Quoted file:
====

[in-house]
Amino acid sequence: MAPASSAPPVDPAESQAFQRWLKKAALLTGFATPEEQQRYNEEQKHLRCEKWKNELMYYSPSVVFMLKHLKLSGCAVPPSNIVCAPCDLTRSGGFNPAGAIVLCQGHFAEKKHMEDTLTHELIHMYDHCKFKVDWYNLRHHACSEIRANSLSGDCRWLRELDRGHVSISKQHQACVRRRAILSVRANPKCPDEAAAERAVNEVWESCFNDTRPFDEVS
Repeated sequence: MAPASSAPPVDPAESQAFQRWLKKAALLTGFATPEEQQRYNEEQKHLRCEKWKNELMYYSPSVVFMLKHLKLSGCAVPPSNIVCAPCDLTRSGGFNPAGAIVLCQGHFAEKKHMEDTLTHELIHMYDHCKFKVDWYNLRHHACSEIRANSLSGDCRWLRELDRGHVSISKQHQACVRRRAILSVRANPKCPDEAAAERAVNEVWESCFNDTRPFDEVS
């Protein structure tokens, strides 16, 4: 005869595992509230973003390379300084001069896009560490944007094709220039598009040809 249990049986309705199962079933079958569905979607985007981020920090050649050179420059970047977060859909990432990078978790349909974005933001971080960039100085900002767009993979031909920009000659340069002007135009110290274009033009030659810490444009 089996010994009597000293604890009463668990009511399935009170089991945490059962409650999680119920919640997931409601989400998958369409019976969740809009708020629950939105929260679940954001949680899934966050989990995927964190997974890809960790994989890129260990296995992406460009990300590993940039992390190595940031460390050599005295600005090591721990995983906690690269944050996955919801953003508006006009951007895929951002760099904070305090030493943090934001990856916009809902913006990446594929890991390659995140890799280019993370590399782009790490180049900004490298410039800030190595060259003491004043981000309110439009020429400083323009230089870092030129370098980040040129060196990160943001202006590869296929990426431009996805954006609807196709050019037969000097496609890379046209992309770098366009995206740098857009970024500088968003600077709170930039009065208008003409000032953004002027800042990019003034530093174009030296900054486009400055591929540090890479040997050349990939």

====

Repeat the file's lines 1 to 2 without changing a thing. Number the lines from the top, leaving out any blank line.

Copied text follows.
[in-house]
Amino acid sequence: MAPASSAPPVDPAESQAFQRWLKKAALLTGFATPEEQQRYNEEQKHLRCEKWKNELMYYSPSVVFMLKHLKLSGCAVPPSNIVCAPCDLTRSGGFNPAGAIVLCQGHFAEKKHMEDTLTHELIHMYDHCKFKVDWYNLRHHACSEIRANSLSGDCRWLRELDRGHVSISKQHQACVRRRAILSVRANPKCPDEAAAERAVNEVWESCFNDTRPFDEVS